I'd much rather write about what was new and neat about networking in 2010, but the sad truth is I think the many of the most important networking stories in 2010 were about regulations rather than innovations.
That said, there was some "good news" about networking in 2010 as well. Number one with a bullet in my book was:
1. The Browser Wars Revived
Chrome, Firefox, Internet Explorer, Opera, and Safari, take your pick, all the Web browsers got better in 2010. You can argue until you're blue in the face about which one is better. It's Chrome by the way.
Agree with me or not, though, the important point is that because of this competition all the Web browsers significantly improved during 2010. While Chrome and Firefox, the two big open-source browsers, made the most gains I have to say that Internet Explorer 9 looks pretty darn good. Now, if only IE 9 were available for XP and IE 6 would finally die. Die! Die! Die!
Ahem. Excuse me.
2. 100GigE Internet Backbones
The good news is that since the IEEE ratified IEEE 802.3ba, we'll soon see 40-Gigabit Ethernet (GigE) and 100GigE Ethernet becoming the new standard for Internet backbones. The bad news is we're going to need that speed and we'll be crying for Terabit Ethernet.
We'll be weeping because, thanks to the growing popularity of Apple TV, Netflix, Roku, and all the other video Internet services we're going to need all the bandwidth we can get. That wouldn't be so bad except, in 2011, we're going to face the painful question of who pays for all that new, high-speed bandwidth. The Internet providers? They're not making money from broadband. Someone will have to pay, and that means we run right into the sticky problems of....
Net Neutrality, Regulations & WikiLeaks, and IPv6
3. Net Neutrality
The root of all evil, and the endless Net Neutrality fights, is money. Who pays for all that bandwidth we're using? Is it the content providers? The ISPs? Oh sure, you can argue about it being about freedom of speech, but really the way I see it, the players are all far more concerned about making the most money with the least amount of moo from the cows... ah paying customers.
In 2010, all we saw was the FCC try to take a stand, which as far as I can tell, no one likes. Not mind you that it matters, the incoming Congress, not the FCC, will decide who, if anyone, gets to call the Internet's regulatory shots.
4. Regulations, Laws, and WikiLeaks
There's a larger fight here than just net neutrality though: It's who really gets to control the Internet? How much privacy does your e-mail have? Does the government or businesses have the right to try to shut down WikiLeaks? Do individuals or groups have a right to shut down Websites with distributed denial of service (DDoS) attacks as a form of protest?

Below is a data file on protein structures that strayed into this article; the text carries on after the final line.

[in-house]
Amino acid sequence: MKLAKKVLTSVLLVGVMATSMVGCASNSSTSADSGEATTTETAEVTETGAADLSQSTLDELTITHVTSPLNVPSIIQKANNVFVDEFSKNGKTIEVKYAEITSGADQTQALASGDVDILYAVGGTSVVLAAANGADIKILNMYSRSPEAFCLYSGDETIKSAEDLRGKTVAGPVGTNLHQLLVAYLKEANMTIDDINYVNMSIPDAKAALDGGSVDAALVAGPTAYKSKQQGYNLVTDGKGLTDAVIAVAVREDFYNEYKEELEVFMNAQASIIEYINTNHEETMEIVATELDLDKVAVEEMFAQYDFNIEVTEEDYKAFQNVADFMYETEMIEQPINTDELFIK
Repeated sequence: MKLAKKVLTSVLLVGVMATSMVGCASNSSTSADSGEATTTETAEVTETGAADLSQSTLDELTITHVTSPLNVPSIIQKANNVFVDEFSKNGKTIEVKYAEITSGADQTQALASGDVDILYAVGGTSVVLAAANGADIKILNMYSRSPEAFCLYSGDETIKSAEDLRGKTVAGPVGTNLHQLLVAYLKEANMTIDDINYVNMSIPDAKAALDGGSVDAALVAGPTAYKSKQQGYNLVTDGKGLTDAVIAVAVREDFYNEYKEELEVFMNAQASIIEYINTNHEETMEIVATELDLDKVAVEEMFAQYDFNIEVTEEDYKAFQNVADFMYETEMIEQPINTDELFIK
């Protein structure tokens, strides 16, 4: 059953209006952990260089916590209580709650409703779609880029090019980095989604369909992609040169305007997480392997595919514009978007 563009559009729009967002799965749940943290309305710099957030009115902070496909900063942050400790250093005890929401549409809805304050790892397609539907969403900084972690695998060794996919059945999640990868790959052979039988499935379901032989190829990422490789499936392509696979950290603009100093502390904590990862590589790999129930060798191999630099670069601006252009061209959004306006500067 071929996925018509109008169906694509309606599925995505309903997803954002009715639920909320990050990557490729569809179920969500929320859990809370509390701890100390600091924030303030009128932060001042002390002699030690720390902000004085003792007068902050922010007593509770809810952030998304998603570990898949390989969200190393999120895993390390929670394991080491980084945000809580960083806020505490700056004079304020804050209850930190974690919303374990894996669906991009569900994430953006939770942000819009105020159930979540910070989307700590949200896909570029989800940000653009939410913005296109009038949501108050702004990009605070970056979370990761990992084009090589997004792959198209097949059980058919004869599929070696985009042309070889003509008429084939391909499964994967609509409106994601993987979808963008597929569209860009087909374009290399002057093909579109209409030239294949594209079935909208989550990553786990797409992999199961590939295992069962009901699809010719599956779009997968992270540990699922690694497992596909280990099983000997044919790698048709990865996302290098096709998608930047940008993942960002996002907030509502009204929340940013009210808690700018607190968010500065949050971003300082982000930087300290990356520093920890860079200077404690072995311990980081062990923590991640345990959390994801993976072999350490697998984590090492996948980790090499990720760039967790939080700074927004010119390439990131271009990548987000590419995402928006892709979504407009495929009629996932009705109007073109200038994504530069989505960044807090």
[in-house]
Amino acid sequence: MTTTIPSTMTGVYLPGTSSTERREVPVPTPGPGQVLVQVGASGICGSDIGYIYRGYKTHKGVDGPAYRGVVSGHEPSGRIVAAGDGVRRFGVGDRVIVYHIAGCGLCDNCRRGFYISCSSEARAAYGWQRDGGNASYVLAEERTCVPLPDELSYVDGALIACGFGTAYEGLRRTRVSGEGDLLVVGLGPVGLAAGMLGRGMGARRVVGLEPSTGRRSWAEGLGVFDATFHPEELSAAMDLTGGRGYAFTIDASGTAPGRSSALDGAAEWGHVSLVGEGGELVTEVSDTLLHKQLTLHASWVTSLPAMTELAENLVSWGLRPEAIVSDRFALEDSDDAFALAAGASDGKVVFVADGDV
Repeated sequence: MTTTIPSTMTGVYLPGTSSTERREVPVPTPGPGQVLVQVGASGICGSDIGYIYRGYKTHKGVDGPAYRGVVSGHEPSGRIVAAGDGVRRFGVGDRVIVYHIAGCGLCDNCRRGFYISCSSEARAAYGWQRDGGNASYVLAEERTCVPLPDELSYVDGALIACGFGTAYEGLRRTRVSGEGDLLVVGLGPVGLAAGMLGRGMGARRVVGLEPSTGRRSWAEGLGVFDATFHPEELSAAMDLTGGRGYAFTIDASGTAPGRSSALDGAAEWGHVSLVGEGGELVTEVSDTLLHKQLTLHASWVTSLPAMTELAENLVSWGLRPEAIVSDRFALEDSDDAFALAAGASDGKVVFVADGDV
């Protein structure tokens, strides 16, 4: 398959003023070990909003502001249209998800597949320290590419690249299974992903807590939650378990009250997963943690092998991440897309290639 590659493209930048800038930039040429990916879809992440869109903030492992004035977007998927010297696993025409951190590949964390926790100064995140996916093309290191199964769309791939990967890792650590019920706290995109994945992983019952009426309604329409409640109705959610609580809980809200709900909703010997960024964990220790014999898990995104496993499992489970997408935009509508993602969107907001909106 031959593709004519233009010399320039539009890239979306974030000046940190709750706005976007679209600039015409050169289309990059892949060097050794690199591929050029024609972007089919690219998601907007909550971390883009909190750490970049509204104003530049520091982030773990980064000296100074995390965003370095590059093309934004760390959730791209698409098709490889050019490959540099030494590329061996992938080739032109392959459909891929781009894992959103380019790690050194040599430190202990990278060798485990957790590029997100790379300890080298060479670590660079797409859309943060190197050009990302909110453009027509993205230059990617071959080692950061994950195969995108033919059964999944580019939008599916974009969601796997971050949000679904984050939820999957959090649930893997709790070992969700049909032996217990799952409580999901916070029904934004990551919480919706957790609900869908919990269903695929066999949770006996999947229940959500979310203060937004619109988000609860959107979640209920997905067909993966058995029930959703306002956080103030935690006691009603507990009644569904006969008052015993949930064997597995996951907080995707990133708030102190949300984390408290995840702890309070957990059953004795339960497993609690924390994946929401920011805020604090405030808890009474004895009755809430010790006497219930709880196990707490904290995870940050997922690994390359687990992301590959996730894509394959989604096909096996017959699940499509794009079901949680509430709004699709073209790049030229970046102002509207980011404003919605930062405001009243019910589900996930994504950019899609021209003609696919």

Once upon a time, we used the Internet. Now, we live on the Internet. All those complicated real-life questions of censorship and freedom of speech are being fought over every day on the Internet. 2011 will see more of the same.
5. We're running out of Internet Addresses
I wrote a lot about IPv4 and IPv6 in 2010. I'll be writing a lot more in 2011. The clock is running ever faster on the Internet running out of IPv4 addresses. Like it or lump it, we need to start switching to IPv6. Fortunately, more of the major ISPs, such as Verizon, are supporting IPv6. Unfortunately, we're still a long, long way from IPv6 being universally supported.
When I think about 2010 as a whole, I believe it was a year where we got a lot of neat stuff like all these new browsers and I use Internet video all the time now myself. At the same time, though the Internet's technical and regulatory foundation has gotten more rickety than ever. 2011 will be a critical year for the Internet. We're either going to fix some of its fundamental problems, or we're going to see sporadic wide-range system failures.
We all know something about power brown-outs, even if we haven't experienced one personally. I'm going to go out on a limb and predict that we'll see Internet brown-outs in 2011. There will be too much demand for not enough bandwidth, there will be even more DDoS attacks, and some new sites won't be able to go up due to a lack of Internet addresses. This is not going to be fun.